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Blade runners: The future of prosthetics

They are called blade runners, elite athletes who are among the fastest in the world.

They are fastest running with only one or even no legs, and they are among the first to break records with a new generation of prosthetics.

In this Medical Moment, we examine the science behind the blades.

Running faster, stronger, longer – that's what brings Alex and Jessica to University of Colorado Boulder and Dr. Alena Grabowski.

"I had a little baby foot, but that was amputated when I was a year old," Jessica Heims said.

"I had cancer when I was 8," Louisiana State University student Alex Klein said.

Grabowski is helping these amputees sprint onto the world stage.

"We're at a place right now where athletes are very high-caliber and they're working extremely hard to be able to compete at the highest levels, and I'm hoping that we can start to keep up with them," said Grabowski, who specializes in biomechanics.

She is focused on optimizing a prosthetics stiffness, height, weight, shape.

"How they move, how they walk, run, sprint, hop, jump," she continued.

Today they're using cameras and sensors to measure how these sprinters move, track their force and test these new carbon fiber blades.

"I'm on a sprinting blade, which, when I jog on it, it feels different because it's thicker," Heims said.

In one video, world class sprinter Blake Leeper, born without legs, is leading the way. He is being called the fastest human on earth, and in Grabowski's lab was clocked at about 25 mph.

She believes this is just the beginning, giving young sprinters around the world a chance to compete against the best in the world.

"I don't feel like anything is holding me back," Klein said. "I feel like I can do whatever, whenever I want."

"That first day I felt like I could just run forever and never stop," Heims said.

It's still to be decided if amputees like Leeper will be allowed to run in the 2020 Olympics in Tokyo. The International Association of Athletics Federations banned amputees from running against other runners after a German study concluded that blades allowed the runner to expend 25% less energy, even though researchers at Rice University concluded that was false, stating that blades put the runners at a disadvantage because they pushed off with less force than a biological limb would.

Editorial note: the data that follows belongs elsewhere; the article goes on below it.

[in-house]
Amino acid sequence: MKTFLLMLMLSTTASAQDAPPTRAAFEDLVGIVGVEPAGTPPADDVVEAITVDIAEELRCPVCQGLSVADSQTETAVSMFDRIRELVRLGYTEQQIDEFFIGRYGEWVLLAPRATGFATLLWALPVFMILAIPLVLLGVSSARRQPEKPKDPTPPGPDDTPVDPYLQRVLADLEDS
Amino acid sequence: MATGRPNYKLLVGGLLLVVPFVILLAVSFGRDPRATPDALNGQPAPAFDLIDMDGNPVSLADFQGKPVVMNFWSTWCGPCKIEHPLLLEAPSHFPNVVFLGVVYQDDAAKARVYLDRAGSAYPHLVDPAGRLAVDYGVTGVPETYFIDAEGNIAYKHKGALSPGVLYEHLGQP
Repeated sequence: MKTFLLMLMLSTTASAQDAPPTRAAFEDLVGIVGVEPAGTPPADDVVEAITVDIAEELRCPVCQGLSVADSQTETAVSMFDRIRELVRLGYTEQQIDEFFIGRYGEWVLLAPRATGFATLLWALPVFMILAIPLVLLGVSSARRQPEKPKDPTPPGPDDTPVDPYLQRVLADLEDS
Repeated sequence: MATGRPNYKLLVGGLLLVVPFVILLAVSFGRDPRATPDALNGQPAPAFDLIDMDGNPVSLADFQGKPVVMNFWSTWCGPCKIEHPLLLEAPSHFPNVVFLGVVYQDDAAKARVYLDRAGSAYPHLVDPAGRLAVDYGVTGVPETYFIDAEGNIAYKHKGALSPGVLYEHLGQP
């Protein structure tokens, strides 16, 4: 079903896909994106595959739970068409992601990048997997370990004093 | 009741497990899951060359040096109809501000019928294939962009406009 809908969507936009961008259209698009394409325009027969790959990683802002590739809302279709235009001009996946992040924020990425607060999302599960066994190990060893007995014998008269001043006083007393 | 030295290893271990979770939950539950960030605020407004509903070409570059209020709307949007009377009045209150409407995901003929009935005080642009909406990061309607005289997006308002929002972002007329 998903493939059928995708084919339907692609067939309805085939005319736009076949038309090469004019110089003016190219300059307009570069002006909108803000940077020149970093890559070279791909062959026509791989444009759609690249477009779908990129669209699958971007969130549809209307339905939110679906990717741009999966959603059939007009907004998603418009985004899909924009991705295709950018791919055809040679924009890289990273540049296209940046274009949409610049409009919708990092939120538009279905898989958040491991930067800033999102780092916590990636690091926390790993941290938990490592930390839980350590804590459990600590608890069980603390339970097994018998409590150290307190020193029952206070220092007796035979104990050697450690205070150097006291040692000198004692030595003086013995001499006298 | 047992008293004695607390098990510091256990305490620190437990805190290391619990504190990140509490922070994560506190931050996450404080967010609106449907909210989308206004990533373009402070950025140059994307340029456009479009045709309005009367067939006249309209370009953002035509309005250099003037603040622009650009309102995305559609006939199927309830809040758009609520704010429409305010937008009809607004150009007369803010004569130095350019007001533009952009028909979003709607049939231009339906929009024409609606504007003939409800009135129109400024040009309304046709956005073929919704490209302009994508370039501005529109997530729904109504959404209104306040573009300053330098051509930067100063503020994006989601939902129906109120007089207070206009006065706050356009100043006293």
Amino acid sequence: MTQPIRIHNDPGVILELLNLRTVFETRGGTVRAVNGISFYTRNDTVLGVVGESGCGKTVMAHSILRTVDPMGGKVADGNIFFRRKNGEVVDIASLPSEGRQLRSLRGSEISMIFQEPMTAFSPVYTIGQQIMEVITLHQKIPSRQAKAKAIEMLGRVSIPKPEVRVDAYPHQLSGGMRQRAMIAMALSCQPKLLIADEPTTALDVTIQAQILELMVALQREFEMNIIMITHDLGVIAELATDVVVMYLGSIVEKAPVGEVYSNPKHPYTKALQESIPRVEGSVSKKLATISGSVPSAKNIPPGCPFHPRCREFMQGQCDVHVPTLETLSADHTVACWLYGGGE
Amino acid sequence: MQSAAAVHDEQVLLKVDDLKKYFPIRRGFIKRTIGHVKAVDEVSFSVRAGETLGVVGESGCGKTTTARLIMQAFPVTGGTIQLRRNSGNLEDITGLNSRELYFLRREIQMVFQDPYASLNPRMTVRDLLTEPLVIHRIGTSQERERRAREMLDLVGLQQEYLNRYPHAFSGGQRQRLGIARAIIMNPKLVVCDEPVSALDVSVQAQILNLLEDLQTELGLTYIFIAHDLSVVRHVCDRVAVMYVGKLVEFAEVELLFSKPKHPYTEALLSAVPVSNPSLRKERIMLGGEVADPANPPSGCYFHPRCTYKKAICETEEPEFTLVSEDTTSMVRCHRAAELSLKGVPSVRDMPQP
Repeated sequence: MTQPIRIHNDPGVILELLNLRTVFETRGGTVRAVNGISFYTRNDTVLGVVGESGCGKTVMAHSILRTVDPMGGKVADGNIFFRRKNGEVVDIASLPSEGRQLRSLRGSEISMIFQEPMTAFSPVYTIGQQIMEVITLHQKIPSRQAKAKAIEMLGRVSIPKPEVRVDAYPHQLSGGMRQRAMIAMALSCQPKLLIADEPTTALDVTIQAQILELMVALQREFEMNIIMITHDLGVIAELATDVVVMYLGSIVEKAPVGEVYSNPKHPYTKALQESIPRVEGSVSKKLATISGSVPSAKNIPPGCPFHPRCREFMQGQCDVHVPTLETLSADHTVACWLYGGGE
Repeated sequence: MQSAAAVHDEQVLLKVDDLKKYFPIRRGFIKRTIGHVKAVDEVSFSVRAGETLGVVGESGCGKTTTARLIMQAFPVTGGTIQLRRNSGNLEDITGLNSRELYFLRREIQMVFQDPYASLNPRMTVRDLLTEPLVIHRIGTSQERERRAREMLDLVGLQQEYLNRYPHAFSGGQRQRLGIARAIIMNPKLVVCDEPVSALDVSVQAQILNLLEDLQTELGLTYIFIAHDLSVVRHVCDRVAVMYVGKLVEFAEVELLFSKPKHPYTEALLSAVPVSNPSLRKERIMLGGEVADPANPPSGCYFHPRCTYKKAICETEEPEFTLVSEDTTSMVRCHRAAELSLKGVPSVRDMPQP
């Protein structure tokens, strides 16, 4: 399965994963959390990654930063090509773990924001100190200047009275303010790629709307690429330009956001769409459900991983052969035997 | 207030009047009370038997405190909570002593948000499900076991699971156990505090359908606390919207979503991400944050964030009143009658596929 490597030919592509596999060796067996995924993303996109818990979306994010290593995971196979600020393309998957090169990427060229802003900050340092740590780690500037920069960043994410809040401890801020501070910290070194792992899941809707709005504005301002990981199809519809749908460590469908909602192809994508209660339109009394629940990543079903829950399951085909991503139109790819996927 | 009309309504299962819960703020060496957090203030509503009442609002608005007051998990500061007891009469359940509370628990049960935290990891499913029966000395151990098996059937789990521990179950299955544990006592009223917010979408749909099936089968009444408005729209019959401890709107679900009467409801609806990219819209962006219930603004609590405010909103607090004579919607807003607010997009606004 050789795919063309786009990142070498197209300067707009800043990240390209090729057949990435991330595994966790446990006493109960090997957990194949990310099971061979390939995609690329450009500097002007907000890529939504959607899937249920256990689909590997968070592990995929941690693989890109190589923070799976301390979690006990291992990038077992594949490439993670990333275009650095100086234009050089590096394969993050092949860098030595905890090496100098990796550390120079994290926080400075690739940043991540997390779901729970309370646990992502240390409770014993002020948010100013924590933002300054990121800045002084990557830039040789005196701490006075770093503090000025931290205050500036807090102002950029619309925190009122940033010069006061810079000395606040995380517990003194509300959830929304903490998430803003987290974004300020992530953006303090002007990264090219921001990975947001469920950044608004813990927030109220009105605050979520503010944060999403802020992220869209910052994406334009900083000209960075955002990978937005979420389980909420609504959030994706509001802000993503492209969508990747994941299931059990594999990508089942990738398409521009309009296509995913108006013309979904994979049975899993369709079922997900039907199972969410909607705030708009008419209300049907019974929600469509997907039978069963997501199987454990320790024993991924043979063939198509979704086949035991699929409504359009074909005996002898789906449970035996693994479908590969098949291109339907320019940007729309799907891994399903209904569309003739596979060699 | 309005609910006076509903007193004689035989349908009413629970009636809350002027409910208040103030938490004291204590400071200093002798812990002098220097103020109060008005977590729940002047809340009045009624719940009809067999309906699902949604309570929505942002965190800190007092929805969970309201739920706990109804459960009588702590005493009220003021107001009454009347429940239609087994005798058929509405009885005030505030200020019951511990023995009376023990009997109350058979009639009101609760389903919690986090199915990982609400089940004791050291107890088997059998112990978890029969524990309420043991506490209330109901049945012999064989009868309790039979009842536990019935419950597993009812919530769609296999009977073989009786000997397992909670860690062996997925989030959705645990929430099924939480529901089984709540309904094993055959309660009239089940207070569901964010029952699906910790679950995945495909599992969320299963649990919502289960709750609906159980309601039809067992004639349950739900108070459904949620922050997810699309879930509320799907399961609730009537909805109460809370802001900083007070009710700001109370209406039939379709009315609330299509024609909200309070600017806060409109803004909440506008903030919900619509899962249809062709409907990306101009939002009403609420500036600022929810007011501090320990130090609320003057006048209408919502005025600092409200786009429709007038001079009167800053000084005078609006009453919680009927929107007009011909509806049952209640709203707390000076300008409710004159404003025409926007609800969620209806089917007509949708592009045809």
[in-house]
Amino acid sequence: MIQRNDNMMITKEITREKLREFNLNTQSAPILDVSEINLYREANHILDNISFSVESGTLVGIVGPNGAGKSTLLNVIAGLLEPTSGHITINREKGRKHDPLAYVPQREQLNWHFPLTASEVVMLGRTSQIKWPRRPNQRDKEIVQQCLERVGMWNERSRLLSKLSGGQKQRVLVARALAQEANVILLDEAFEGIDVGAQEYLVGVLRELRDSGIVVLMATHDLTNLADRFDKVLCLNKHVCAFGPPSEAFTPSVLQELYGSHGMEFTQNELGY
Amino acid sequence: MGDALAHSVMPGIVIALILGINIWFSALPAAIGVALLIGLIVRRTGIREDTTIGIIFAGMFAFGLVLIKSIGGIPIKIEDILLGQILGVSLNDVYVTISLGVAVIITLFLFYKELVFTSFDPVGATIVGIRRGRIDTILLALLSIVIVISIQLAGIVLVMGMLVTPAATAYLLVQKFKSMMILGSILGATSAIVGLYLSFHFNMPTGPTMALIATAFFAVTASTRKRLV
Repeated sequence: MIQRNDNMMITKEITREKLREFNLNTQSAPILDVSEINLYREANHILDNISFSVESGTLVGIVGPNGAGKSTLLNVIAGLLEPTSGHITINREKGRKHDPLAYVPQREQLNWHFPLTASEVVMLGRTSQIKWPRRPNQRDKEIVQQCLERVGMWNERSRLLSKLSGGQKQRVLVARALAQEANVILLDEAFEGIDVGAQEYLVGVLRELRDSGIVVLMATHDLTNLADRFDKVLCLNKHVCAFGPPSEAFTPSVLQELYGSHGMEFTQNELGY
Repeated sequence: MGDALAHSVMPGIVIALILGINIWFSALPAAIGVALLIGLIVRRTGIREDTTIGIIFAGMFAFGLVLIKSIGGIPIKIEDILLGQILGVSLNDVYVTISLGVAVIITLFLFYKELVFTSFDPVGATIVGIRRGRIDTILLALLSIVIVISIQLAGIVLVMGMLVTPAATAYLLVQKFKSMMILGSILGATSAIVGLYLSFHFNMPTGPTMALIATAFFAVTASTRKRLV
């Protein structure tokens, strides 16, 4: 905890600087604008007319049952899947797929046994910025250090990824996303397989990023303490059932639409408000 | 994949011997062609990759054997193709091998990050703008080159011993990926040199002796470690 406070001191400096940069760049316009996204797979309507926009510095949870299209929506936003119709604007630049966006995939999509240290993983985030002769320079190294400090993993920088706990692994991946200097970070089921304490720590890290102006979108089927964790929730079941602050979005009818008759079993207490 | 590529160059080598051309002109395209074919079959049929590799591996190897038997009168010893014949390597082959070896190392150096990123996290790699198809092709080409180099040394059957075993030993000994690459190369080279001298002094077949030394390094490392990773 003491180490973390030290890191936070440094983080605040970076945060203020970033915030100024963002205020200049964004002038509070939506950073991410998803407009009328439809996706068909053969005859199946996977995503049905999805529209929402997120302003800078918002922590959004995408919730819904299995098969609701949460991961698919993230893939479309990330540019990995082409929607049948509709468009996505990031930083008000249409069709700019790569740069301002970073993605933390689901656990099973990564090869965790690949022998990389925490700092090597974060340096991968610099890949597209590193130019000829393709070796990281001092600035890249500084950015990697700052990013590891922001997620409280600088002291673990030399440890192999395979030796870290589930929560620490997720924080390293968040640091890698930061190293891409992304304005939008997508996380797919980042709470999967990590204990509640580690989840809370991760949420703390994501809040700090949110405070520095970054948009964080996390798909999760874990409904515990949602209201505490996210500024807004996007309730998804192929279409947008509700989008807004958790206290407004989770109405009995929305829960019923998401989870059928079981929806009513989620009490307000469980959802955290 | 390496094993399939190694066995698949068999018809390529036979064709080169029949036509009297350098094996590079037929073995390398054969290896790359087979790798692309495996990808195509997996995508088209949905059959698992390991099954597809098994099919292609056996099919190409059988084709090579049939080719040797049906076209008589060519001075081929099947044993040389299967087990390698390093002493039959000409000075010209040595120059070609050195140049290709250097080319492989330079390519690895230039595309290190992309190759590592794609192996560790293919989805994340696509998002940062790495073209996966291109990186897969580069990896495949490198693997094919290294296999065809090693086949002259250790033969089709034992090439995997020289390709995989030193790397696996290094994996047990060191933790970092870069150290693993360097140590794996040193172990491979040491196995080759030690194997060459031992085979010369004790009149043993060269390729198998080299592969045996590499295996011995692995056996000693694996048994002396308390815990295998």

BACKGROUND: Prosthetics designed for athletes have a 40 year legacy. These ingenious "blade" prosthetics shied away from earlier heavy designs and focused on the mechanics of muscle movement. Their invention spurred an athletic renaissance in which amputees run competitive distances, climb mountains, and downhill ski. Running blades were invented by American inventor Van Phillips, who lost his lower leg in a water- skiing accident in 1976. Depressed by the limited athletic function of prosthetics at the time, he enrolled as a student at Northwestern University Medical School's Prosthetic-Orthotic Center. He quickly recognized that while most prosthetics tried to mimic human bones, he could focus on replicating ligaments and tendons. He came up with the idea for running blades by observing animals like kangaroos and cheetahs, as well as the mechanics of diving boards and pole vaulting. The result was Flex-Foot – his model of carbon fiber blade prosthetics and the name of his company. His contribution to the history of prosthetic legs has inspired generations of athletic amputees. (Source:

CARE: A prosthesis can be particularly subject to perspiration as it is enclosed in a plastic socket. This can be a source of odor and bacteria, as well as the culprit behind skin problems. Sprinkling the residual limb with baking soda, or if needed, apply an over-the-counter antiperspirant such as CertainDri may help. The more consistently the prosthesis is worn, the more the residual limb will adjust to being inside the socket, with perspiration naturally subsiding. It's important to keep a good supply of prosthetic socks on hand. Swelling and volume fluctuation may occur but a shrinker sock is useful to reduce swelling and should be worn when you are not wearing your prosthesis. (Source:

NEW RESEARCH: Alena Grabowski, PhD, Biomechanics at CU Boulder talked about the hurdles for developing better a better prosthesis, "Running's a little bit trickier than walking because it's so much faster. So if I were to try to design a running-specific prostheses that would enhance running, it would be something that had a very lightweight motor, something that allowed very quick feedback, something that was actually connected to the person so the person could actually drive that prosthesis, not just react to it. And so, there's a lot of aspects that would have to be perfect to really make that prosthesis work the best." (Source: Alena Grabowski, PhD)

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